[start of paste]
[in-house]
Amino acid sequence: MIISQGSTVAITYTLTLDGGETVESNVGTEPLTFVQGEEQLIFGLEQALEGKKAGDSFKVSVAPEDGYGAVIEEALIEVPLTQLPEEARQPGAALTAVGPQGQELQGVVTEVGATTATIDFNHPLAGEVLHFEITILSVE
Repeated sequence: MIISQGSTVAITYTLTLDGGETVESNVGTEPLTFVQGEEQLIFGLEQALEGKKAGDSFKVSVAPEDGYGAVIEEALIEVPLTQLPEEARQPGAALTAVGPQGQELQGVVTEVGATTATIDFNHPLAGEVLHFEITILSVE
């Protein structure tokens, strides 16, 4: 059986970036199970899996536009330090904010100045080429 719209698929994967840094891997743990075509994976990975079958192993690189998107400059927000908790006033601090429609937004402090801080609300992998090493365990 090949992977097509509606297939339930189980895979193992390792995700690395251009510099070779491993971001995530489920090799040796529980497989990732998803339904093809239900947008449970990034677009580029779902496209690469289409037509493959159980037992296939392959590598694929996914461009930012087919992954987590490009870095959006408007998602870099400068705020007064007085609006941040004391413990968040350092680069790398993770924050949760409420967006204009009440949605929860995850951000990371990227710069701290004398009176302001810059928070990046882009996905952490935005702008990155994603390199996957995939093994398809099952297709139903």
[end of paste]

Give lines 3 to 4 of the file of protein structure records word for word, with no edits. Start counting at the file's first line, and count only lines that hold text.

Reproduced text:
Repeated sequence: MIISQGSTVAITYTLTLDGGETVESNVGTEPLTFVQGEEQLIFGLEQALEGKKAGDSFKVSVAPEDGYGAVIEEALIEVPLTQLPEEARQPGAALTAVGPQGQELQGVVTEVGATTATIDFNHPLAGEVLHFEITILSVE
């Protein structure tokens, strides 16, 4: 059986970036199970899996536009330090904010100045080429 719209698929994967840094891997743990075509994976990975079958192993690189998107400059927000908790006033601090429609937004402090801080609300992998090493365990 090949992977097509509606297939339930189980895979193992390792995700690395251009510099070779491993971001995530489920090799040796529980497989990732998803339904093809239900947008449970990034677009580029779902496209690469289409037509493959159980037992296939392959590598694929996914461009930012087919992954987590490009870095959006408007998602870099400068705020007064007085609006941040004391413990968040350092680069790398993770924050949760409420967006204009009440949605929860995850951000990371990227710069701290004398009176302001810059928070990046882009996905952490935005702008990155994603390199996957995939093994398809099952297709139903």